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BusinessDay 11 Apr 2018

PRIVATEEQUITY &

PRIVATEEQUITY & FUNDRAISING Wednesday 11 April 2018 C002D5556 Alta Semper eyes two more investments after N6bn Health Plus deal BUSINESS DAY INSIGHT Mistakes most PE firms make while working with single family offices and super rich MICHEAL ANI A7 Source: Alta Semper Capital LOLADE AKINMURELE AND ENDURANCE OKAFOR Alter Semper’s $18 million (N6 billion) investment in retail pharmacy chain, Health Plus, is the first of three to come this year, according to the Londonbased private equity firm. In an exclusive telephone interview with BusinessDay, Zachary Fond, a director at the Africa-focused private equity firm, said there will be two more investments in Nigeria’s healthcare and retail sectors before the curtains draw on 2018. “We plan to close two more deals in the consumer healthcare and retail sectors this year,” Fond said, declining to provide further details, given the sensitivity of such transactions. Alta Semper’s $18 million (N6 billion) investment in Health Plus in March is the second deal in the Nigerian health care space this year and it takes the total deal value to N15 billion, according to data compiled by BusinessDay. PE WORD OF THE WEEK jority-stake in a leading oncology, radiology and diagnostics company in Morocco. While no company was named, Alta Semper said the deal will be concluded in May 2018. Alta Semper Capital LLP is a private equity firm specializing in growth capital and prefers to invest in food, beverage, other FMGC, supermarkets and retail, retail and consumer banks, micro finance, insurance, healthcare facilities & services, generics manufacturing, pharmacies, beef, poultry farming/processing, fertilisers, e-payments, mobile payments, diagnostics/imaging, M-health, telemedicine. It considers investments with a specific focus on Africa. Ghana, Senegal, Ivory Coast, Tunisia, Kenya, Ethiopia, Uganda, Tanzania, Mozambique, Egypt and Nigeria, all make the cut of countries Alta Semper plans to invest in, according to information on its website. Nigeria is home to one of the least penetrated formal retail markets in the world, despite its large and growing In January, there was a $25 million (N9 billion) acquisition of medical diagnostics company, Echo Scan, by Londonlisted Integrated Diagnostics Holdings (IDH) which created a joint venture with Man Capital, the investment arm of the billionaire Mansour family. Growing demand, driven by favourable demographics, increased consumer awareness and evolving consumption patterns are big attractions to Nigeria’s healthcare and retail sectors, according to Fond. “Much of the healthcare infrastructure is confined to major cities, with people living in urban areas having approximately four times as much access to healthcare as those living in rural areas,” Fond said. Alta Semper’s investment in Health Plus was its first in Nigeria and second in Africa, following a US$45 million investment, in 2016, in Egyptbased consumer healthcare company, Macro Pharmaceuticals. The consumer and healthcare focused private equity firm is however said to be in the middle of acquiring mapopulation. The retail pharmacy sector is highly fragmented, with many independent drug stores and several patent medicine outlets. Structural challenges with the industry supply chain, has helped counterfeit pharmaceuticals find their way into over forty percent of the retail market, while most wholesale and retail sales across the country are still made through informal markets. Nigeria deal making has turned the corner this year, as investors get over the foreign exchange illiquidity that dogged deal flows in the last two years. In the first three months of 2018, deals have blasted past the $500 million mark, according to data compiled by BusinessDay. That’s 5.2 percent more than total deals in 2017 and 30 percent more than the $384 million worth of deals recorded in the whole of 2016. The economy expanded 0.83 percent in 2017 after contracting the year before on the back of higher global oil prices and local production. Mandatory Redemption A right of an investor to require the company to repurchase some or all of an investor’s shares at a stated price at a given time in the future According to Usha Bhate, an executive director at Institutional Investor and a leading international authority on single-family offices, “Single-family offices and the extremely wealthy have a number of reasons for being unhappy with private equity firms even when investment results are solid. “A big issue is that many private equity firms are transactional while single-family offices and the superrich are often relationship oriented. When private equity firms build meaningful relationships with them, they are able to raise capital even when investment returns are off for a while,” he added A large percentage of singlefamily offices and a significant number of the super-rich (net worth = $500 million or more) are heavily investing in private equity. While their interest in private equity funds is strong, many private equity firms are doing a poor job of managing these relationships. Consequently, a percentage of singlefamily offices and the super-rich are disinclined to entrust more monies to private equity firms even when investment performance is good. A related mistake is where private equity firms are all about closing sales. “Even when it comes to investments, single-family offices and most of the super-rich are looking for solutions to their concerns,” says Angelo Robles, founder and CEO of the Family Office Association and author of Effective Family Office. “Hard sales pitches, which are not uncommon from private equity firms and other types of money managers, tend not to resonate with these investors.” “For private equity firms to get significant assets now and in the future from single-family offices and the super-rich requires they really understand them,” says Bhate. “They should make a concerted effort to understand their investment priorities and concerns.” A really comprehensive understanding can take some time to develop. Nevertheless, it is likely to be a very rewarding way to go. Along these lines, according to Peter Sasaki, managing member of CGS Associates, “To raise capital on-going from the ultra-wealthy, knowing their experience with private equity funds and direct investments, their time horizons, the returns they’re anticipating, and their views of lock up periods can all be key in framing the discussion.” Single-family offices and the super-rich have been and will likely continue to be a source of substantial capital for many private equity firms. By avoiding these three interrelated mistakes, private equity firms will probably be better able to raise capital from these exceptionally wealthy investors. BusinessDay PRIVATE EQUITY & FUNDRAISING (Team lead: LOLADE AKINMURELE - Analysts: MICHEAL ANI, DIPO OLADEHINDE, ENDURANCE OKAFOR, DAVID IBEMERE ... Graphics: DAVID OGAR ) Businessday’s Private Equity and Fundraising section is a weekly publication that provides in-depth analysis on private equity trends and tracks deal activity in Nigeria. Email the PE & F team loladeakinmurele@gmail.com Continues on page 34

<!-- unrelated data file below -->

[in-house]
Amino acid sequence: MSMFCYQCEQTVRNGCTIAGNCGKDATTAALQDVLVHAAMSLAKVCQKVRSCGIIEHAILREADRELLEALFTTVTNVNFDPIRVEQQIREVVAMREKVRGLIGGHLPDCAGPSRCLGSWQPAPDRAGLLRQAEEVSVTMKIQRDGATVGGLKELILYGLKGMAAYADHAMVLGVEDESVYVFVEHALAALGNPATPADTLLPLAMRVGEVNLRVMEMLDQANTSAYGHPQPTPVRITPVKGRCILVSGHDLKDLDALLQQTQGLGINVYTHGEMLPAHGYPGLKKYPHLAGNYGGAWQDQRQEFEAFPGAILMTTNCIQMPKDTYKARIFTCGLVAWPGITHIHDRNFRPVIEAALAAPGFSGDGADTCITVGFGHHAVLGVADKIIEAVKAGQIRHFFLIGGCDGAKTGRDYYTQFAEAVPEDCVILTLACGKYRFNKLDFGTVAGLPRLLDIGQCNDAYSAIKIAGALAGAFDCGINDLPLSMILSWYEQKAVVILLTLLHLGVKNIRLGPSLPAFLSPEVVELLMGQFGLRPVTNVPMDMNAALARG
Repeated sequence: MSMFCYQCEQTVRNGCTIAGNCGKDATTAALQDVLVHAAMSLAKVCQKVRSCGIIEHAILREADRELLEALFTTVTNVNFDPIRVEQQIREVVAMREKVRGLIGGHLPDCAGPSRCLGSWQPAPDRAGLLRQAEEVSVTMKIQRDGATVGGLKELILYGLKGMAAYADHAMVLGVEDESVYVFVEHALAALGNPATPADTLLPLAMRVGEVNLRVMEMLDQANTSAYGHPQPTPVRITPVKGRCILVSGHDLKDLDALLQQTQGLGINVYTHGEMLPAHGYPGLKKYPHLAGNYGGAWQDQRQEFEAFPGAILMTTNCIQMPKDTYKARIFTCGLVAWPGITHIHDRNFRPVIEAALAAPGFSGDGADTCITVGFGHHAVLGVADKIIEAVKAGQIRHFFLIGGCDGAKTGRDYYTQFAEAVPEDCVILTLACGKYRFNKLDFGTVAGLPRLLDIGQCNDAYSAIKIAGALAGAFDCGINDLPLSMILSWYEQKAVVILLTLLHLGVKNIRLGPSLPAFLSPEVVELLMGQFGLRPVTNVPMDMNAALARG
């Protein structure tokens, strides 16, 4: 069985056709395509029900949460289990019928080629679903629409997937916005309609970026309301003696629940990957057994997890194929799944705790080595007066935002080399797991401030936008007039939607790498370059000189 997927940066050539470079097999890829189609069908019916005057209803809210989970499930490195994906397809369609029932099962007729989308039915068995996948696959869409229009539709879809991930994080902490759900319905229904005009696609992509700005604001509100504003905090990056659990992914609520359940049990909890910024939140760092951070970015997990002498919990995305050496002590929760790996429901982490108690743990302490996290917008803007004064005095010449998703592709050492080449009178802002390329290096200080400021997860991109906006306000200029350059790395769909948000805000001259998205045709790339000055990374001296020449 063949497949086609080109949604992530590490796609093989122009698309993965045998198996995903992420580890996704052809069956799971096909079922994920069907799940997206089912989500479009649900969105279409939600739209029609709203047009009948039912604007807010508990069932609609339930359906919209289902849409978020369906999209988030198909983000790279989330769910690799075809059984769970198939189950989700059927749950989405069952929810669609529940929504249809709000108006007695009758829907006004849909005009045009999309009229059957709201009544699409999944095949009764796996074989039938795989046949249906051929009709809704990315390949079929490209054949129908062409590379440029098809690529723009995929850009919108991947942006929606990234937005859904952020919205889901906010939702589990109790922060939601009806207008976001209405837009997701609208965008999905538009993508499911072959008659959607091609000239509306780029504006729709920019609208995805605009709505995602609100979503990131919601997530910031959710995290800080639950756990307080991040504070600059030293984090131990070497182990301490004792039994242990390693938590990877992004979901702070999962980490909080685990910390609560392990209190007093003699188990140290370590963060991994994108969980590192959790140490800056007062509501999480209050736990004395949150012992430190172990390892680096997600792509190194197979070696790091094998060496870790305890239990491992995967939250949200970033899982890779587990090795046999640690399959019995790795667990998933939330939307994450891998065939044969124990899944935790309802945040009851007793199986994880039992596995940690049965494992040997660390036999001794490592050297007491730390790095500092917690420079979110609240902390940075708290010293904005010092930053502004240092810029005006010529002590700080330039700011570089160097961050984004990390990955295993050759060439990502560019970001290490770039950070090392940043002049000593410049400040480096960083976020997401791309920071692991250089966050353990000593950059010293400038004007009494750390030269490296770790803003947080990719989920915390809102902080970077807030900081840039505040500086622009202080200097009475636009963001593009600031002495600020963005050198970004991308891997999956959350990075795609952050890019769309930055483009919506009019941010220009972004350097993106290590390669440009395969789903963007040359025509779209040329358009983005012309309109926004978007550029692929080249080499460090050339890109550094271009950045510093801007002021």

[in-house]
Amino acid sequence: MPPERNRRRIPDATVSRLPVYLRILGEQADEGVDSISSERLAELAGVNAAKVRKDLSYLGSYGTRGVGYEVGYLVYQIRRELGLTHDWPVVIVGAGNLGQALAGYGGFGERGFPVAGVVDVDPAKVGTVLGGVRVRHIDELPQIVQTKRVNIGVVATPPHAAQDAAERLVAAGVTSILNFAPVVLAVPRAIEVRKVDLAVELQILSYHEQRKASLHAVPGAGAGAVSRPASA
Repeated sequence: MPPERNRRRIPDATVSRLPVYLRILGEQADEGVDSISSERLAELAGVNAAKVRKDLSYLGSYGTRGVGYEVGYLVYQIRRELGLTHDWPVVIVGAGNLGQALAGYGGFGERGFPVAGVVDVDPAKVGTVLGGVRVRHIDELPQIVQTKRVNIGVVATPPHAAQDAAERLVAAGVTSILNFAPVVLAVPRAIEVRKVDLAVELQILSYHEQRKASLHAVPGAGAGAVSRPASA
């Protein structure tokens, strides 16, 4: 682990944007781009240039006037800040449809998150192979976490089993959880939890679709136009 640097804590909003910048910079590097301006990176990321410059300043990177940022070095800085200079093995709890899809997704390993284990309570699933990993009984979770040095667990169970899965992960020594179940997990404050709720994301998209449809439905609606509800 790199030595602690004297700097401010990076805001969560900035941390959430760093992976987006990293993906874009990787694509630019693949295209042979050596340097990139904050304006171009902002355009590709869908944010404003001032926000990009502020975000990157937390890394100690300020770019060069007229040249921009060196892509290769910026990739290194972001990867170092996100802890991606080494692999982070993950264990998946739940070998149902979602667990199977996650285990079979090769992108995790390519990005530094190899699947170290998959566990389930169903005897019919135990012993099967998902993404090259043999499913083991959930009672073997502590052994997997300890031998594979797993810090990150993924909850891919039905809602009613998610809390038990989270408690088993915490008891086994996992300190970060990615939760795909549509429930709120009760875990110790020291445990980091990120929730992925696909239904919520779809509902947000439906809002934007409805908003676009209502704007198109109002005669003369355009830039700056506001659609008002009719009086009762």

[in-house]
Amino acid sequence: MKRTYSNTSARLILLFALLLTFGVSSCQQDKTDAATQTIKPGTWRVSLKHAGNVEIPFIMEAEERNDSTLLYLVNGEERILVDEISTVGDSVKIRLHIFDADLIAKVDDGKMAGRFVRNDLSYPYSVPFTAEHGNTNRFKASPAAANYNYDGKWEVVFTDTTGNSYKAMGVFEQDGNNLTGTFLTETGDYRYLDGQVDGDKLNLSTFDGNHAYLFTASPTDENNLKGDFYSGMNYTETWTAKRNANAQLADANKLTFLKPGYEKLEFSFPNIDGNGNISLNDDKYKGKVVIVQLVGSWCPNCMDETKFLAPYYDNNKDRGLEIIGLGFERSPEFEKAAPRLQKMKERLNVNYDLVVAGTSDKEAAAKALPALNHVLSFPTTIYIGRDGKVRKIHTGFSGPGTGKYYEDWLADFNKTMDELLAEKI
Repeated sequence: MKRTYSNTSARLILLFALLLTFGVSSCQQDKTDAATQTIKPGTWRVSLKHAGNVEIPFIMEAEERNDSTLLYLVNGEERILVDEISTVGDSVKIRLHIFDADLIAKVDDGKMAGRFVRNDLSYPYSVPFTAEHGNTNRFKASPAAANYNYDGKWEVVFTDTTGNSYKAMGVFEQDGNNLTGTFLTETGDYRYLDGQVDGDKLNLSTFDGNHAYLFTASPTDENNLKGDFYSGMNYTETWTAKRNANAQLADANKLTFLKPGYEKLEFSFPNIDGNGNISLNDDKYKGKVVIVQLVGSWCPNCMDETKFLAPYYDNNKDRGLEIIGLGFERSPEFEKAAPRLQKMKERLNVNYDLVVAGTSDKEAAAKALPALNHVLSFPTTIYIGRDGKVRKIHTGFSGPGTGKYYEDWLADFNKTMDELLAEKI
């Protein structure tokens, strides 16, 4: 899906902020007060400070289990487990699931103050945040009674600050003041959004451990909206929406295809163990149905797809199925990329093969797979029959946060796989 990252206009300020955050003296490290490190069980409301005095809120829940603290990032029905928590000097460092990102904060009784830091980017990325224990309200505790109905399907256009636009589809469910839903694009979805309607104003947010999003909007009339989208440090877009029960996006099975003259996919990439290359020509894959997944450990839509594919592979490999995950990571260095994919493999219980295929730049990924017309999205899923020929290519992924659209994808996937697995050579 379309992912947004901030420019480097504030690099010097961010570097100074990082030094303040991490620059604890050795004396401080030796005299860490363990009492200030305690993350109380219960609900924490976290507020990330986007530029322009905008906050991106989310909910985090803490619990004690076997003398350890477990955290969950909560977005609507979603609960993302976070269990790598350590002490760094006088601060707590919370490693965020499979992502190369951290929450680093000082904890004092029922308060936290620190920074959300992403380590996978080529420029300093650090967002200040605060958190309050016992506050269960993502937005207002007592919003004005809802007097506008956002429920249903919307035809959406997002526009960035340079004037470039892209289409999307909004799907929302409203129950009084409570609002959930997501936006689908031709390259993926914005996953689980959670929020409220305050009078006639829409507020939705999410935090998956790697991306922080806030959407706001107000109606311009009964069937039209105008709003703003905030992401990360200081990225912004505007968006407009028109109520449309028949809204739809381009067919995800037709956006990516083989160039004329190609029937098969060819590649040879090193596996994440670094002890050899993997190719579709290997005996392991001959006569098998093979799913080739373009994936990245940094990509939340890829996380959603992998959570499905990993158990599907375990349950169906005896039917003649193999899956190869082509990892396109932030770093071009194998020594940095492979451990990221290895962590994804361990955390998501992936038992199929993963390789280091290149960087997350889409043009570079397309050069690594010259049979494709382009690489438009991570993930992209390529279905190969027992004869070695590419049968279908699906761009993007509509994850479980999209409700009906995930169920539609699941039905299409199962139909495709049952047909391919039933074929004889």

A8 BUSINESS DAY C002D5556 Wednesday 11 April 2018 PRIVATEEQUITY &FUNDRAISING People & Perspectives Fragmented healthcare sector provides investment opportunities With thousands of small clinics, hospitals, and diagnostic centres spread across 36 states, Nigeria’s healthcare market is extremely fragmented and poorly provided for. In this interview with BusinessDay’s LOLADE AKINMURELE and ENDURANCE OKAFOR, a director at Alta Semper, ZACHARY FOND said opportunities are there for investors with a long-term view on the healthcare sector. Excerpts: Health Plus investment Alta Semper is investing US$18 million into Health Plus. The investment from will enable Health Plus to continue to expand its store footprint, allow the Company to continue to invest in market-leading human talent, develop regional distribution centres in commercial hubs across Nigeria as well as selectively explore private label and e-commerce initiatives. Why Nigeria? The healthcare and retail markets in Nigeria are characterised by growing demand, driven by favourable demographics, increased consumer awareness and evolving consumption patterns. Furthermore, Nigeria is home to one of the least penetrated formal retail markets in the world, despite its large and growing population. The retail pharmacy sector is highly fragmented, with many independent drug stores and several patent medicine outlets. Furthermore, given structural challenges with the industry supply chain, counterfeit pharmaceuticals find their way into LEX Africa members from around the continent gathered at a seminar in Johannesburg to discuss Africa’s investment climate and private equity market, governance in Zimbabwe, and the future of Nigeria’s flourishing economy. Quality goods, policy reformation that addresses the challenges of doing business in Africa and a welcoming environment for foreign direct investors are just three areas that speak volumes about the continent’s growing investment potential. The positive perspective on the continent was shared at a seminar hosted by Werksmans Attorney’s and LEX Africa titled, An Outlook on Africa 2018. LEX Africa’s members from Nigeria, Zambia, Zimbabwe and Mozambique presented forecasts for each of their countries, delving into the economic climate, investment opportunities, reforms and challenges. Sternford Moyo, Senior Partner of Zimbabwean LEX Africa member Scanlen & Holderness said in Zimbabwe, new leadership had managed to present an attractive, stable political situation to the global market. The change in presidents also brought with it fresh hope for widespread policy reform that promoted ease of access for foreign direct investors hoping to do business in the country. Mr. Moyo said Zimbabwe had enormous opportunities in the areas of agriculture, energy, infrastructure rehabilitation and mining. Reformations were being applied to policies that previously limited foreign ownership in specific sectors of mining, to allow for a greater stake. He said Zimbabwe had untapped mineral wealth that could be accessed proper equipment and over forty percent of the retail market, while most wholesale and retail sales across the country are still made through informal markets. Moreover, much of the healthcare infrastructure is confined to major cities, with people living in urban areas having approximately four times as much access to healthcare as those living in rural areas. The investment into HealthPlus will enable the Company to capture the pent-up demand for high- An Outlook on Africa 2018 improved technology. They key was to look for the potential within the challenges, to uncover the opportunity. In particular, Mr. Moyo pointed to flooded mines and regions within Zimbabwe that could be explored for lithium, platinum, diamonds and gold. He said private equity investors with rehabilitation resources could enter these areas and find great returns in the medium to long-term. Mozambican LEX Africa member Dr. Pedro Couto echoed Mr. Moyo’s sentiments. He said investor confidence in the sea-facing country was growing steadily. He urged investors however, to consider the long-term yield instead of doing quick business. Dr. Couto said amendments to laws pertaining to Foreign Direct Investment was proof that Mozambique was making itself as attractive as possible to the global market. Faster transactional processing was also being implemented for the international investment community. “We are going to have a Local Content law… It’s a pure concept of a law that requires three investors to partner with those in the local sector. There is no mandatory 51 percent partnership… it is basically a requirement that in certain cases [and] in certain industries, you will need a Mozambique partner and a commitment to develop local business (as part of the investment deal).” In March, Brazilian mining company Vale announced that it, together with Japanese partner Mitsui & Co, inked USD 2.7 billion funding deal to finance the Nacala Logistics Corridor (NLC) The rail system, when complete, will connect the Mozambique-based Moatize coal mine, to the Nacala port and will thereafter link up to Zambia through landlocked Malawi. quality yet affordable healthcare and professional beauty supplies by developing regional distribution centres in commercial hubs across Nigeria, rapidly expanding the Company’s footprint across Nigeria as well as developing a wholesale channel and investing in private label and e-commerce. The allure of consumer goods and health sector Dr. Couto said the rail system would certainly extend the reach of exported and imported goods further into Africa, giving ease of access into Asian markets as well. Sharon Sakuwaha, LEX Africa’s Zambia partner said while the Zambian leg of the rail system — the Chipata-Petauke-Serenje railway — had experienced some delays in construction, on the policy side, government had mandated a heavy cargo and bulk goods policy that would see at least 30 percent of goods transported via rail. This would encourage investment in the rail transport sector as there was guaranteed traffic siphoned into the system. Osayaba Giwa-Osagie, Senior Partner of Nigerian LEX Africa, said while Africa’s largest economy experienced a recession in the first quarter of 2016, for the first time in 25 years, it had emerged in the second quarter, albeit sluggishly. Mr. Giwa-Osagie said the situation arose from lower revenues of oil — Nigeria’s dominant export — but government had tackled the situation by trying to diversify the economy. “Our oil production dropped to as low as 1.1 million barrel per day, but within 24 months it increased to 2.2 million barrels per day. With the efforts of the government to diversify the economy, we’ve seen an emphasis on agriculture (for example), the economy is back now. The government has also worked very hard to reform the way business is done in Nigeria. At the moment structures are being put in place to diversify the economy [and] policies are being introduced to make it easier for foreign investors to come to Nigeria.” He said in the past four or five years, private equity companies have come into the country to buy Alta Semper specifically invests into market-leading businesses in defensive sub-sectors. Consumer and healthcare verticals fit well within this remit. The entire Alta Semper team has spent the majority of their careers covering these sectors. Alta Semper’s fund strategy is to create and preserve value by implementing material operational improvements across our portfolio within our selected growth markets. The opportunity to do so exists as a result of the dearth of experienced sector-focused investors in markets where businesses require operational knowledge as well flexible and patient capital. We seek to invest in companies that have the following characteristics: Country footprints into local companies. According to the South African Private Equity and Venture Capital Association, Nigeria outperformed South Africa and Kenya in recording the continent’s highest value private equity deals between 2012 and 2017. Nigeria recorded a total of 112.14 deals worth USD 7.8 billion, while South Africa recorded 207.32 deals worth USD 2.8 billion and Kenya, 100.8 deals worth USD 1.17 billion. Ayo Akinwumi, Head of Research FSDH was quoted by Business Day as saying: “Nigeria attracted the highest private equity deals in the continent as a result of the business opportunities that investors see in country.” Mr. Giwa-Osagie said the country was seeing private equity investment from all over the world, including New York to Senegal. “With the political stability, I believe Nigeria is the right place to come to at the moment (to invest). The population is there, you have educated people and you also have infrastructure deficit which makes it easy for people who have the capital and knowledge to come into Nigeria to fill in (the gaps).” In December last year, Deloitte released a survey that indicated a generally optimistic view of private equity activity in Africa. The survey revealed that investors anticipated a more positive outlook for Sub-Saharan Africa over the 2017-2018 period and despite the oil price slump from 2014 and the continued slowdown in real GDP growth between 2015 and 2016 across the African continent, sentiment and confidence had shown a strong rebound. The survey titled, “2017 Deloitte Africa Private Equity Confidence Survey: Translating potential into investment growth” revealed that most respondents across all three Alta Semper has invested in Egypt. We acquired a majority stake in Macro Holding for c. US$45million. Alta Semper is a frontier market focused private equity manager with a current focus on Africa. Africa is made up of 54 different countries, and is extremely diverse. We will invest in twelve large, diversified, politically stable and fastgrowing African economies and regions. We will invest only in these countries, where we feel there is appropriate risk-adjusted returns for investments in the Healthcare & Consumer industries. The entire team has deep connections to Africa including strong ties both personally and professionally. Given many of our deals are proprietary, out networks in Africa lend a significant competitive advantage to our firm in terms of sourcing, execution and portfolio management. Plans for the future We are looking at a number of opportunities across our target geographies Africa. Each of our target geographies is at a unique stage of development / economic diversification, growth, infrastructure and technology access. Opportunities differ across each country; some regions present better consumer opportunities, while others present compelling opportunities in healthcare. In each case, we take a balanced and systematic approach to assessing and mitigating risk vs. returns. regions were investment ready and expected to invest more over the next 12 months. Deloitte also predicted that competition for new investments would increase, particularly in East and West Africa; and consumer-focused sectors, which include food and beverages, agriculture, healthcare and financial services, would rank among top focus sectors for investors. Addressing the seminar, Tanya van Lill CEO of SAVCA said in South Africa, 2017 was a very tough year for private equity. “Funds, especially funds II and III, found it difficult to fundraise. They also found it difficult to agree on prices on targets and assets, especially with the political uncertainty in South Africa (pre- ANC national elective conference).” Ms. Van Lill said 2016 was a stellar year for exits, where over USD 1.5 billion in returns paid out, which was a high for the industry in the past 20 years. She said a downturn had been experienced in 2017, but the mood was changing. Ms. Van Lill said currently investors are reporting a positive shift in energy with the new leadership in the country and the optimism had spread across the region. “When I go to international conferences, I don’t have to convince them (investors) about private equity; I have to convince them about investing in the region. [One] gets the sense that investors are ready to come to meeting with their chequebook and not just their notebook.” “According to the South African Private Equity and Venture Capital Association (SAVCA), a total of USD 6.5 billion has been raised for African private equity from 2011 to 2016, with a total reported deal value over the same period of USD 22.7 billion for 919 deals. In 2016 alone, 145 deals were reported, totaling USD 3.8 billion.”